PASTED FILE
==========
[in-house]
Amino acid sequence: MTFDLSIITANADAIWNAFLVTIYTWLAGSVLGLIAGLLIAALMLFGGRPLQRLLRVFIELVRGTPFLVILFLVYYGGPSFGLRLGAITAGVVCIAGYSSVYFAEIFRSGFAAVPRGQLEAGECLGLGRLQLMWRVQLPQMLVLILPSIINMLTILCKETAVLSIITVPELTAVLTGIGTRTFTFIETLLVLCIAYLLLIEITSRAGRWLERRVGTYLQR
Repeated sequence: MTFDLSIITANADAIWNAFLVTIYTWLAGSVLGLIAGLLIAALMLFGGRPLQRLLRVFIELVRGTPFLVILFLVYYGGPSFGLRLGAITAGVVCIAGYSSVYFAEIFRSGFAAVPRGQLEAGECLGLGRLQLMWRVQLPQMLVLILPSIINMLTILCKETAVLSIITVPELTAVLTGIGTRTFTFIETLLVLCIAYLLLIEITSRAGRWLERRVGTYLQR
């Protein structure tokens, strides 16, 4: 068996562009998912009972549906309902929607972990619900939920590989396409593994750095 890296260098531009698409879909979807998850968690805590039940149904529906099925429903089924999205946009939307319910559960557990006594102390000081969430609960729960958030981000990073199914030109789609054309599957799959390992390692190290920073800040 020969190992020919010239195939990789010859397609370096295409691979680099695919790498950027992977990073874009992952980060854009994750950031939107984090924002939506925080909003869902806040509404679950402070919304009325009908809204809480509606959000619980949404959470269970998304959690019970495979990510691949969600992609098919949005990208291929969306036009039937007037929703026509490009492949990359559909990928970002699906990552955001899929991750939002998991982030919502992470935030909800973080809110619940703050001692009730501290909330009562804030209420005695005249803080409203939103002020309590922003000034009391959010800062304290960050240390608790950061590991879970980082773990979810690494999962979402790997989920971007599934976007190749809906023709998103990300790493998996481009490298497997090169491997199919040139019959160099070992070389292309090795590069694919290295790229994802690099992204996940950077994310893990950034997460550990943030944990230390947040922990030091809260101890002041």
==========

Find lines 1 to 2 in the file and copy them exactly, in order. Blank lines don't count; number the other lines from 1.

[in-house]
Amino acid sequence: MTFDLSIITANADAIWNAFLVTIYTWLAGSVLGLIAGLLIAALMLFGGRPLQRLLRVFIELVRGTPFLVILFLVYYGGPSFGLRLGAITAGVVCIAGYSSVYFAEIFRSGFAAVPRGQLEAGECLGLGRLQLMWRVQLPQMLVLILPSIINMLTILCKETAVLSIITVPELTAVLTGIGTRTFTFIETLLVLCIAYLLLIEITSRAGRWLERRVGTYLQR